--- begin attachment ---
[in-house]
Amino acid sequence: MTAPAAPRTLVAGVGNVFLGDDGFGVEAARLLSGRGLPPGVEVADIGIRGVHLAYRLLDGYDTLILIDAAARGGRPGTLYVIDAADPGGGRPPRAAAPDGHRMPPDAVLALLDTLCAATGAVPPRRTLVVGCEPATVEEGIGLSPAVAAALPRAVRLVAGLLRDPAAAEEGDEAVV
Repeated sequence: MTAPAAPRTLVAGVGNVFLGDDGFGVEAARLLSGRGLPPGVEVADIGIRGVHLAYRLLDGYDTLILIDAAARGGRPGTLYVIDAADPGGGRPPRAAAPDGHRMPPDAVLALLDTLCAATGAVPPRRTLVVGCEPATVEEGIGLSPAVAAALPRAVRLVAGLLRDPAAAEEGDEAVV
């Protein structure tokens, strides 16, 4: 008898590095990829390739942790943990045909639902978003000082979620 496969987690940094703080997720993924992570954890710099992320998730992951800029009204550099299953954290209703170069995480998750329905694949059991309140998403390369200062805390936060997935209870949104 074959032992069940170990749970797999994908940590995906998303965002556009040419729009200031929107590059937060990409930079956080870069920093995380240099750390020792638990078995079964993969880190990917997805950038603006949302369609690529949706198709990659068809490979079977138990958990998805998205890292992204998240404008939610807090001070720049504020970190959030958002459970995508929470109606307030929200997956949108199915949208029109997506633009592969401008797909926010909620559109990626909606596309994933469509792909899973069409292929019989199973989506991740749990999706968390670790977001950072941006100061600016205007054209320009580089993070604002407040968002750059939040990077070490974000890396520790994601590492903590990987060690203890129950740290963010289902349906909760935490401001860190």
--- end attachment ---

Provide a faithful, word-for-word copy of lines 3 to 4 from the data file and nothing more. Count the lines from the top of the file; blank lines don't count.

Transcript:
Repeated sequence: MTAPAAPRTLVAGVGNVFLGDDGFGVEAARLLSGRGLPPGVEVADIGIRGVHLAYRLLDGYDTLILIDAAARGGRPGTLYVIDAADPGGGRPPRAAAPDGHRMPPDAVLALLDTLCAATGAVPPRRTLVVGCEPATVEEGIGLSPAVAAALPRAVRLVAGLLRDPAAAEEGDEAVV
């Protein structure tokens, strides 16, 4: 008898590095990829390739942790943990045909639902978003000082979620 496969987690940094703080997720993924992570954890710099992320998730992951800029009204550099299953954290209703170069995480998750329905694949059991309140998403390369200062805390936060997935209870949104 074959032992069940170990749970797999994908940590995906998303965002556009040419729009200031929107590059937060990409930079956080870069920093995380240099750390020792638990078995079964993969880190990917997805950038603006949302369609690529949706198709990659068809490979079977138990958990998805998205890292992204998240404008939610807090001070720049504020970190959030958002459970995508929470109606307030929200997956949108199915949208029109997506633009592969401008797909926010909620559109990626909606596309994933469509792909899973069409292929019989199973989506991740749990999706968390670790977001950072941006100061600016205007054209320009580089993070604002407040968002750059939040990077070490974000890396520790994601590492903590990987060690203890129950740290963010289902349906909760935490401001860190």